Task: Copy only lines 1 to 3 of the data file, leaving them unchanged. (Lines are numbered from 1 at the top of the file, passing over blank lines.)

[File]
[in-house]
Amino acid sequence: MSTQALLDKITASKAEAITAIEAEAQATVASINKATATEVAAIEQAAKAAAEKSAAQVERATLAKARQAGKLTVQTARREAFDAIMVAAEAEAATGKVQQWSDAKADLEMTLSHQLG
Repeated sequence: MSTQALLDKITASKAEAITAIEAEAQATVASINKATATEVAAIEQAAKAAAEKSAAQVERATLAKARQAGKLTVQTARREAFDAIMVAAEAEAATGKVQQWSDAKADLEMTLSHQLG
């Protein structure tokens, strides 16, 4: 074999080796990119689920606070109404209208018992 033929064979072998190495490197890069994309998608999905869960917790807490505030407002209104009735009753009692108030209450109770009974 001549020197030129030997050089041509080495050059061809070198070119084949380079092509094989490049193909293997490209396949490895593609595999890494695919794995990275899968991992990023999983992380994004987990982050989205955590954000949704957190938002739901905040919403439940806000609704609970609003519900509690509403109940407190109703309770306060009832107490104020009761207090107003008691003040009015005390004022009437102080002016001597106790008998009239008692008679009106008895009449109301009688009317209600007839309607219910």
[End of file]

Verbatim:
[in-house]
Amino acid sequence: MSTQALLDKITASKAEAITAIEAEAQATVASINKATATEVAAIEQAAKAAAEKSAAQVERATLAKARQAGKLTVQTARREAFDAIMVAAEAEAATGKVQQWSDAKADLEMTLSHQLG
Repeated sequence: MSTQALLDKITASKAEAITAIEAEAQATVASINKATATEVAAIEQAAKAAAEKSAAQVERATLAKARQAGKLTVQTARREAFDAIMVAAEAEAATGKVQQWSDAKADLEMTLSHQLG